Jets Face Indy With Revenge on Their Minds

January 7, 2011 Updated: October 1, 2015

JETS AT COLTS: If New York's defense can keep Peyton Manning and the Indianapolis offense in check, their own offense is capable of winning the game. (Andy Lyons/Getty Images)
JETS AT COLTS: If New York's defense can keep Peyton Manning and the Indianapolis offense in check, their own offense is capable of winning the game. (Andy Lyons/Getty Images)
For the second straight postseason, the New York Jets will travel to Indianapolis to face Peyton Manning and the AFC South Division champion Indianapolis Colts.

Last year’s year AFC Championship game had the underdog Jets leading 17–13 at the half before eventually succumbing to the annual juggernaut 30–17, as rookie quarterback Mark Sanchez was out-duelled by future Hall-of-Famer Peyton Manning with his 377 yards passing and three touchdown passes.

This year, the Jets have the better record (11–5 versus 10–6) and certainly have revenge on their minds. “Peyton Manning has beaten me twice in the playoffs. … This is about this year and I’ve waited a full year for this,” said Jets head coach Rex Ryan.

Never a boring interview, Ryan elaborated, “I want to put the shoe on the other foot and I know our team does, too. I want them to experience it this time.”

Of course, most of the NFL has probably had revenge on their minds given that the Colts have won 10 or more games for an almost NFL-record nine straight seasons. (They’ve been topped only by San Francisco’s incredible streak from 1983–1998.) But intentions of revenge alone haven’t worked very well, so that might not necessarily be a real advantage.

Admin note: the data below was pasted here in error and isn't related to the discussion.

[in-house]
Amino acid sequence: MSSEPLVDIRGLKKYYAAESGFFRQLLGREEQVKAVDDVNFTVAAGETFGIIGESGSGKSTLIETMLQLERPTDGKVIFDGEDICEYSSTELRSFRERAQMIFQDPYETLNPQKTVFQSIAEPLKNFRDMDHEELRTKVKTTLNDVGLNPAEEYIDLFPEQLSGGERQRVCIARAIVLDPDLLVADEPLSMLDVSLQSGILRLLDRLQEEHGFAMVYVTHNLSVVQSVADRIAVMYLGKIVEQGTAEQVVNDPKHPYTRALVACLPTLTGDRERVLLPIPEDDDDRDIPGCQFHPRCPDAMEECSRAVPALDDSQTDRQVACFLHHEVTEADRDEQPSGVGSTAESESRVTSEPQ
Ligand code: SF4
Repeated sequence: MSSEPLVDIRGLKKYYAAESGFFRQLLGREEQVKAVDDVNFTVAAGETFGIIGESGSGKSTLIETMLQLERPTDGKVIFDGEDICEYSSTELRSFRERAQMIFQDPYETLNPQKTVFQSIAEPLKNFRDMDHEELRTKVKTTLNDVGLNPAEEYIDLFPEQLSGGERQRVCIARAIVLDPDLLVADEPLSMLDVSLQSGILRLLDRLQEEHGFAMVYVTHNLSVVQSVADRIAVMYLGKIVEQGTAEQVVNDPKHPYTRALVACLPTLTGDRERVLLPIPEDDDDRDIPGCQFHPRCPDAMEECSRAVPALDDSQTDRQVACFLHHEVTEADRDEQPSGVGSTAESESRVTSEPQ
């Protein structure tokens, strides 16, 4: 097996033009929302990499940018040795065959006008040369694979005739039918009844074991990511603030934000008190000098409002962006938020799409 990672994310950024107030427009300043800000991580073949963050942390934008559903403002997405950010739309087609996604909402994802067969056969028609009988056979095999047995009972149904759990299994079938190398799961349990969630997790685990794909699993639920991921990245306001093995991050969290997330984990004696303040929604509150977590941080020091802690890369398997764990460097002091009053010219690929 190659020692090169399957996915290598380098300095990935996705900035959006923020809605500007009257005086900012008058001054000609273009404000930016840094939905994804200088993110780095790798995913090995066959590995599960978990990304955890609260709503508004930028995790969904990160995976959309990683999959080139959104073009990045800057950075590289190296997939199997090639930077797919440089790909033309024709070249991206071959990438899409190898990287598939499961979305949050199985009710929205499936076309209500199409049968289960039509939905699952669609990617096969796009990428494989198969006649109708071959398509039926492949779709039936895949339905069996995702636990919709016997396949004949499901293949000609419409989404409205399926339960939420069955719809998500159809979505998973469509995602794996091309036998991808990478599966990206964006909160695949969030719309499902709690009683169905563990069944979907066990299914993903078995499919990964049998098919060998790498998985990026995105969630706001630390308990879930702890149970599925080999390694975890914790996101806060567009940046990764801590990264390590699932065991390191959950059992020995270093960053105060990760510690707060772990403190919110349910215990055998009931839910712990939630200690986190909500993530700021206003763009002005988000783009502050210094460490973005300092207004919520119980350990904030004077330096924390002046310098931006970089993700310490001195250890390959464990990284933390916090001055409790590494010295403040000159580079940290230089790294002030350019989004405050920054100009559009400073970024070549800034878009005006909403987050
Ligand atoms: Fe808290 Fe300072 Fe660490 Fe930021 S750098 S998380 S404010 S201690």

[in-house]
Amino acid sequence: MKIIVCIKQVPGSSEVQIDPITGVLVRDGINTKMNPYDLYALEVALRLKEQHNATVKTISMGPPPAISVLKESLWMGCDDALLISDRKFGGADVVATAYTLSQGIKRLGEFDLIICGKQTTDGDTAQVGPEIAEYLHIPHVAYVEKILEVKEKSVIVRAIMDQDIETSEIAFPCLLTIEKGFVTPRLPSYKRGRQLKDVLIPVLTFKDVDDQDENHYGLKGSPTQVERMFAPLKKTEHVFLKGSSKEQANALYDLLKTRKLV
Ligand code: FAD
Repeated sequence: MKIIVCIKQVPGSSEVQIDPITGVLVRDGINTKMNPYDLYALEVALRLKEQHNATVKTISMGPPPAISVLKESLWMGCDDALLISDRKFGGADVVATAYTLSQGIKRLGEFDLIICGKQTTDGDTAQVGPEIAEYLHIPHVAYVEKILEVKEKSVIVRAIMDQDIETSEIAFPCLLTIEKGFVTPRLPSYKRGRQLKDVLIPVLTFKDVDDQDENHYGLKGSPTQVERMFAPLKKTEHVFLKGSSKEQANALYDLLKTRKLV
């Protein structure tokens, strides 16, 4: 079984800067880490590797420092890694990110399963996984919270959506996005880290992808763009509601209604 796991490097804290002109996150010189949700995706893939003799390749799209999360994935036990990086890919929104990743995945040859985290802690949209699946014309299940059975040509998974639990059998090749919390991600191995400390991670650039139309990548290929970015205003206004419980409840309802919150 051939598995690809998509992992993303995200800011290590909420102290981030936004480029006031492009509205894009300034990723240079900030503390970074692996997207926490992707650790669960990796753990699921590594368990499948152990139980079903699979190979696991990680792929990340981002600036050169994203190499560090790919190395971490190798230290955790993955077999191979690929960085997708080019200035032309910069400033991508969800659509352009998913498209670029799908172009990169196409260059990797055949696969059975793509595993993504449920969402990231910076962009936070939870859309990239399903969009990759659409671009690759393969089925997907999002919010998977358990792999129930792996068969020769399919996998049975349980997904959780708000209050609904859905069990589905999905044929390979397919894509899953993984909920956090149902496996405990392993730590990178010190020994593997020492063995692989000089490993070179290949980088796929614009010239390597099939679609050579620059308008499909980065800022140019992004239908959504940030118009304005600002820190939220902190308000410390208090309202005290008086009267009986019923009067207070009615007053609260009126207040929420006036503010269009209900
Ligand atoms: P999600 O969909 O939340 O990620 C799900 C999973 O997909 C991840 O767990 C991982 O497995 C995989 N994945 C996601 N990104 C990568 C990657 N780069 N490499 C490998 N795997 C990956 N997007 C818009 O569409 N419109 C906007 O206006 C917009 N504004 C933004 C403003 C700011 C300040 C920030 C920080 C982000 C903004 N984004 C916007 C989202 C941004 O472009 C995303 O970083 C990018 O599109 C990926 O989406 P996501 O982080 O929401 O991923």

But the Colts seem vulnerable this year. While they were tops in the NFL in passing yards, their defense ranked just 23rd in scoring, while their rushing offense ranked 29th out of 32 teams.

Never before have they relied so heavily on Peyton Manning’s arm. Normally Manning gets to rest it the last two games of the season instead of working overtime just to get into the playoffs.

Peyton and the Colts seem relieved just to be here. “We feel fortunate to be playing this week. We feel like these last four games have really been like playoff games,” said Manning.

A major factor in this game could be how effective Mark Sanchez and the Jets offense are in keeping the Colts offense off the field. A big key to that will be how Sanchez’s once-sore shoulder feels.

Although Sanchez didn’t attempt a throw last week, he had certainly been on a roll in the previous two weeks against stellar defenses in Pittsburgh and Chicago after a mid-season slump.

The Jets offense has a whole has looked a lot better during that time as, even with Sanchez out most of last week, they put up a season-high 38 points behind third-string running back Joe McKnight’s monster day against an albeit overwhelmed Bills team.

Still, Peyton has been the key component in the Colts plan for years and obviously stopping him will be the key. Ryan gave a bit of insight as to what to expect from the Jets defense on Saturday.

“You’ve got to play the game with him. You show him odd fronts, even [fronts], vice versa, safeties down, and safeties up. [You have to] show him different things where he doesn’t get a beat on you,” Ryan said.

Ravens at Chiefs

The other AFC playoff game this weekend features a surprising upstart in the Kansas City Chiefs (10–6) as they host Ryan’s old team the Baltimore Ravens (12–4).

The Chiefs are all about ball control and defense while the Ravens are just about defense as they nearly coughed up their last one against woeful Cincinnati last Sunday despite a dominating effort by Ed Reed, Ray Lewis, and company.

The Chiefs should be able to pull off the upset Sunday afternoon after the Jets take care of some business in Indy Saturday night!